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Governors Across U.S. Step Up Push To Legalize Marijuana In Their States

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State legislatures across the U.S. have convened for new sessions over the past month, and a growing number of governors are taking steps to push lawmakers to include legalizing marijuana as part of their 2020 agendas.

At least 10 governors have gone so far as to put language ending marijuana prohibition in their annual budget requests, or used their State of the State speeches to pressure legislators to act on cannabis reform.

Some are proactively addressing the issue, while others appear to be mostly reacting to support that has already built up among lawmakers. But altogether, it’s clear that top state executives are now taking marijuana more seriously than ever before.

Here’s a look at how governors are taking action on marijuana as 2020 legislative sessions get underway.

Colorado

Gov. Jared Polis (D), who consistently led the fight for federal marijuana reform during his time in Congress, is continuing to champion cannabis now that he’s running his state.

This month, his administration rolled out a “roadmap” aimed at increasing the number of banks that serve legal cannabis businesses. He also announced an energy efficiency partnership between beer and marijuana companies that involves using carbon captured during the alcohol brewing process to grow cannabis plants.

And during his State of the State address last month Polis emphasized that “keeping Colorado the number one state in the nation for industrial hemp” is among his priorities for boosting the economy.

Connecticut

Gov. Ned Lamont (D) and leading lawmakers are pushing to make 2020 the year that Connecticut legalizes cannabis.

During his State of the State address, the governor spoke about how marijuana legalization in nearby states makes it illogical to continue prohibition. “Like it or not, legalized marijuana is a short drive away in Massachusetts and New York is soon to follow,” he said. “Right now do you realize that what you can buy legally in Massachusetts right across the border can land you in prison here in Connecticut for up to a year?”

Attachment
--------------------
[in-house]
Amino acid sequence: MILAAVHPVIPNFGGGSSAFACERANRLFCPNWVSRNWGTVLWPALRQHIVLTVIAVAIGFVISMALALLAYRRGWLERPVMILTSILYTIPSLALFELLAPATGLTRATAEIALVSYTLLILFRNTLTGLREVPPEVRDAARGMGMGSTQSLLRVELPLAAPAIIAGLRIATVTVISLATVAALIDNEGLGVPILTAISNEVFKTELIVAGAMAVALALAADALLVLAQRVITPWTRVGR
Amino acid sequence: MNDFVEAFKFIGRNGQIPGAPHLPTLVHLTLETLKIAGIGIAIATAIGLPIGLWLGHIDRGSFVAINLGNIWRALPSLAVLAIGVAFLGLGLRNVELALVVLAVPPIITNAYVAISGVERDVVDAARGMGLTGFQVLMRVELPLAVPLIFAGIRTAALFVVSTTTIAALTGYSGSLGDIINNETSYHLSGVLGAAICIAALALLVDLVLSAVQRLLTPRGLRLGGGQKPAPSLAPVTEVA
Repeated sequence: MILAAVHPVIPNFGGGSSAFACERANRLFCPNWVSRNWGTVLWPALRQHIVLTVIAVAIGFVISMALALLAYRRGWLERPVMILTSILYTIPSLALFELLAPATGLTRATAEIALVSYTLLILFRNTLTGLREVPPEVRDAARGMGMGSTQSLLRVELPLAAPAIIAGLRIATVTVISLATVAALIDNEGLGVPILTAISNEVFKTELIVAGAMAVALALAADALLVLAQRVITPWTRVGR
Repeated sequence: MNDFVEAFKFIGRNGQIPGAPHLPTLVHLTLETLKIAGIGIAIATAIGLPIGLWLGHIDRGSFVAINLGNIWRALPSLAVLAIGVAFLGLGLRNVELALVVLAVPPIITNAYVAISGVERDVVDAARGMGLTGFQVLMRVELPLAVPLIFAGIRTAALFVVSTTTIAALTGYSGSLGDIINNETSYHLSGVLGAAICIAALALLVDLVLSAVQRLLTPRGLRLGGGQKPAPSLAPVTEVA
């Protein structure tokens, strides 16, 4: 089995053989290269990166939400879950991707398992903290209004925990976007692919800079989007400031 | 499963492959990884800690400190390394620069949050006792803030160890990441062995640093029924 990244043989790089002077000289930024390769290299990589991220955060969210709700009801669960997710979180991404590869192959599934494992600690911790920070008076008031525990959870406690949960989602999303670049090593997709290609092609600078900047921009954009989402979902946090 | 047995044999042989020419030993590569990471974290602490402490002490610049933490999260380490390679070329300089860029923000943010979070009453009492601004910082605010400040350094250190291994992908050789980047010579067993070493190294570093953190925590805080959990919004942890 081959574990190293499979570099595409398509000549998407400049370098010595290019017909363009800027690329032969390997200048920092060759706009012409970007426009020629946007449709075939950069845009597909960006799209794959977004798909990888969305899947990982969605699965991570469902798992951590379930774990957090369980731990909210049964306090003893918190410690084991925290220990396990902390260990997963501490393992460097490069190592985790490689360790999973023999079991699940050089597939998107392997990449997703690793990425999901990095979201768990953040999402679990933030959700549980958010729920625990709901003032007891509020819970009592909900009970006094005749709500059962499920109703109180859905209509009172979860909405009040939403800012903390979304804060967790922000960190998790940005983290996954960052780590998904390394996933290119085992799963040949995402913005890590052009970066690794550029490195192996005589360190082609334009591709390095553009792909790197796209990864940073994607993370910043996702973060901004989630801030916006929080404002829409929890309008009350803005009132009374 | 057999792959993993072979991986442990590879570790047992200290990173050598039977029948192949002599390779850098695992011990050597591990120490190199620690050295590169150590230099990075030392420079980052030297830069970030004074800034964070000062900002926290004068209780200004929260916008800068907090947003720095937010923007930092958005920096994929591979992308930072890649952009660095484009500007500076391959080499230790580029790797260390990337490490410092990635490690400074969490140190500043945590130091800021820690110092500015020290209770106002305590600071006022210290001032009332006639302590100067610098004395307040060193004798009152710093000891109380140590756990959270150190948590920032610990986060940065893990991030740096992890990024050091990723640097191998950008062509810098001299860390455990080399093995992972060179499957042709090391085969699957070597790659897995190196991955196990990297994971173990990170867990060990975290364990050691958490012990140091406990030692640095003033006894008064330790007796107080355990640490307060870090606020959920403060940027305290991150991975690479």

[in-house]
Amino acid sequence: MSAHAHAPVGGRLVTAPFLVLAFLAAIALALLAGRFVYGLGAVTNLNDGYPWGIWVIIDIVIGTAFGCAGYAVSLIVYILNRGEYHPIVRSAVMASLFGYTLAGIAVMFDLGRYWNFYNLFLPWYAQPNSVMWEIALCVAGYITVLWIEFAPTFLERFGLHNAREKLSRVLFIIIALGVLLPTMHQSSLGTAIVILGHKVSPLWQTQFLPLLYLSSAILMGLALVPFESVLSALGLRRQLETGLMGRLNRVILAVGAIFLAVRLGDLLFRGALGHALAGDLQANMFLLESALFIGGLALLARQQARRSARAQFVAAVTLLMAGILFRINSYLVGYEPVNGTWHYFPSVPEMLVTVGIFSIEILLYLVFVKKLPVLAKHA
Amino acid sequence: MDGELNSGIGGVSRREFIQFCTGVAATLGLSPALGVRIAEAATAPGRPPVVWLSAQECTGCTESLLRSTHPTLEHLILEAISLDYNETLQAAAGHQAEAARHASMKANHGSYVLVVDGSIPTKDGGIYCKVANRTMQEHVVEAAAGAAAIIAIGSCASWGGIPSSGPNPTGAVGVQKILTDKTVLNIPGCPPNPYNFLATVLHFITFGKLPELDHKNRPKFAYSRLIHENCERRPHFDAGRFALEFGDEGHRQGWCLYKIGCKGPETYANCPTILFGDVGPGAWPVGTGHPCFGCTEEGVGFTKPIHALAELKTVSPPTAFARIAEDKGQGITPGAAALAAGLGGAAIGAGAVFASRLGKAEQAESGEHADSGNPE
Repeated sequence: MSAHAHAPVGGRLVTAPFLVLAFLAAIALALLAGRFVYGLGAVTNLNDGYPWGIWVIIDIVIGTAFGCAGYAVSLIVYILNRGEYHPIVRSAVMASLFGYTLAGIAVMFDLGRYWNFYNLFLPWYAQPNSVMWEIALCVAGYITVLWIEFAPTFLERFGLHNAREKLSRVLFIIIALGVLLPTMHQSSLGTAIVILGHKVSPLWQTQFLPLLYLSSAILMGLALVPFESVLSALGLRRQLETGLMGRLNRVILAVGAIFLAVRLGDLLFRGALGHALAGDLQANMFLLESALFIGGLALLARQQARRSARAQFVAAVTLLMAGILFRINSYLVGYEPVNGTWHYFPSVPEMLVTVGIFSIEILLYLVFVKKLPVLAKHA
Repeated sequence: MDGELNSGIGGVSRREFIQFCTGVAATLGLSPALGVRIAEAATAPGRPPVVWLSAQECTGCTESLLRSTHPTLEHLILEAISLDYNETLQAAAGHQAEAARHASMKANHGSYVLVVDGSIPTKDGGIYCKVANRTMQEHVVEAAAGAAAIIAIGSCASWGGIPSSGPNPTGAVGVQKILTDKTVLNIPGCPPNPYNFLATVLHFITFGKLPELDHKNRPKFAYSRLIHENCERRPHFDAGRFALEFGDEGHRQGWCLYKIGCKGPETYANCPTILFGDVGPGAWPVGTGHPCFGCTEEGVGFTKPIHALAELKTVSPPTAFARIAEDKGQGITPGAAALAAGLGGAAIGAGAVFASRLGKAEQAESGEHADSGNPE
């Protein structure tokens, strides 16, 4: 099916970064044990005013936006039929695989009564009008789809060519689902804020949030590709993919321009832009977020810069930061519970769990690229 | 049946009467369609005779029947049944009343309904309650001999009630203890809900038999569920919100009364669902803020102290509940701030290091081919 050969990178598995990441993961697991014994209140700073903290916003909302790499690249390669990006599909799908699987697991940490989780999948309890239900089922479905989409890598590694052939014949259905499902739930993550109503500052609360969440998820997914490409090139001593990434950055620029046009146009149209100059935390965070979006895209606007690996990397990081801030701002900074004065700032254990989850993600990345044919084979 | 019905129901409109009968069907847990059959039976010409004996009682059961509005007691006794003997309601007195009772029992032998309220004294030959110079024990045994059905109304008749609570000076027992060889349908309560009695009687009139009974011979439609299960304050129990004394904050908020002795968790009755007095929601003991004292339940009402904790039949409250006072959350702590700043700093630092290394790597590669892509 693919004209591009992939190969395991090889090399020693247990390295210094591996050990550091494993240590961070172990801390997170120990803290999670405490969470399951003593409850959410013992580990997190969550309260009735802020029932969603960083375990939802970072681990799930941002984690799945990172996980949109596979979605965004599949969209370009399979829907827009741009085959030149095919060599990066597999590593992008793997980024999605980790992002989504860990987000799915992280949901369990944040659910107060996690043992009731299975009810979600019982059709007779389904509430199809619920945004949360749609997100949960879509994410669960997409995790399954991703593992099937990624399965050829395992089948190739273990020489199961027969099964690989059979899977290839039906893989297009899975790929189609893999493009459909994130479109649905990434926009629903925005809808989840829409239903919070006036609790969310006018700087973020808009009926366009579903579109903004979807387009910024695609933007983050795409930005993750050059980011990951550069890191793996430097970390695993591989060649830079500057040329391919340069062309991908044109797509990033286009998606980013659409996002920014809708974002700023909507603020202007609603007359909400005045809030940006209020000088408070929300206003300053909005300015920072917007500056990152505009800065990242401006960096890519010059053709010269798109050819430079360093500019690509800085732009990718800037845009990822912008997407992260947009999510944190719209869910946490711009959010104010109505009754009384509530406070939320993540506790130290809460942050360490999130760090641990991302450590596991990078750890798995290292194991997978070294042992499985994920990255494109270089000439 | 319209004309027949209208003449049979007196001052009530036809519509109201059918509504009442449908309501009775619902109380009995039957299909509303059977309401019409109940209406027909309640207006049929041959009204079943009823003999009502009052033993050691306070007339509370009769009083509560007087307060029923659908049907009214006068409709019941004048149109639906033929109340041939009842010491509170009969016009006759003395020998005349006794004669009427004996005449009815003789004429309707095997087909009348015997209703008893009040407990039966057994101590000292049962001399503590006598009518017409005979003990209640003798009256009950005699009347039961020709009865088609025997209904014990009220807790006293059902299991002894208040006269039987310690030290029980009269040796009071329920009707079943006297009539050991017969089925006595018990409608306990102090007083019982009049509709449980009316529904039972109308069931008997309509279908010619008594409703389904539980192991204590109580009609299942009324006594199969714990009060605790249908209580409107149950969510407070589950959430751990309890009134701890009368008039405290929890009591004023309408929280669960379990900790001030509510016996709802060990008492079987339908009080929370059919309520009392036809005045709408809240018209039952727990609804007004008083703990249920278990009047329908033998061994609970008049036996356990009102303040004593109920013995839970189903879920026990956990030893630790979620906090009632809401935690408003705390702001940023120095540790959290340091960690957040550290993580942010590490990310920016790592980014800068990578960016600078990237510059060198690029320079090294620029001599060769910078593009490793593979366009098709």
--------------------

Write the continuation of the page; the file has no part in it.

To that end, Lamont has partnered with governors from neighboring states to develop a regional approach to cannabis.

On the governor’s behalf, the Senate president and House speaker have filed a bill to legalize marijuana in Connecticut, and Lamont’s budget proposal includes funding for new state employees to craft and implement a regulatory system for cannabis.

Illinois

Gov. J.B. Pritzker (D), who signed a marijuana legalization bill into law last year, has championed its implementation in 2020. His State of the State address included a line touting how the new policy’s out-of-state appeal “gives us a chance to collect tax revenue from the residents of Wisconsin, Missouri, Iowa and Indiana,” all of which continue to prohibit recreational cannabis.

Pritzker’s lieutenant governor was among the first people to purchase cannabis products when legal sales began on January 1. The day before, Pritzker pardoned more than 11,000 people with prior marijuana convictions. Nearly $40 million worth of adult-use cannabis products were purchased in the first month, an economic boost that the governor’s administration prominently touted.

New Mexico

Gov. Michelle Lujan Grisham (D) formally put marijuana legalization on the legislature’s agenda for the short, 30-day session ending later this month.

“It’s high time we stopped holding ourselves and our economy back: Let’s get it done this year and give New Mexicans yet another reason, yet another opportunity, to stay here and work and build a fulfilling 21st century career,” she said during her State of the State speech.

Last year, Lujan Grisham convened a working group to study cannabis. It issued a report that formed the basis of a legalization bill that is now advancing through the legislature.

New York

Gov. Andrew Cuomo (D) unsuccessfully pushed lawmakers to send him a marijuana legalization bill in 2019, but he’s trying again this year.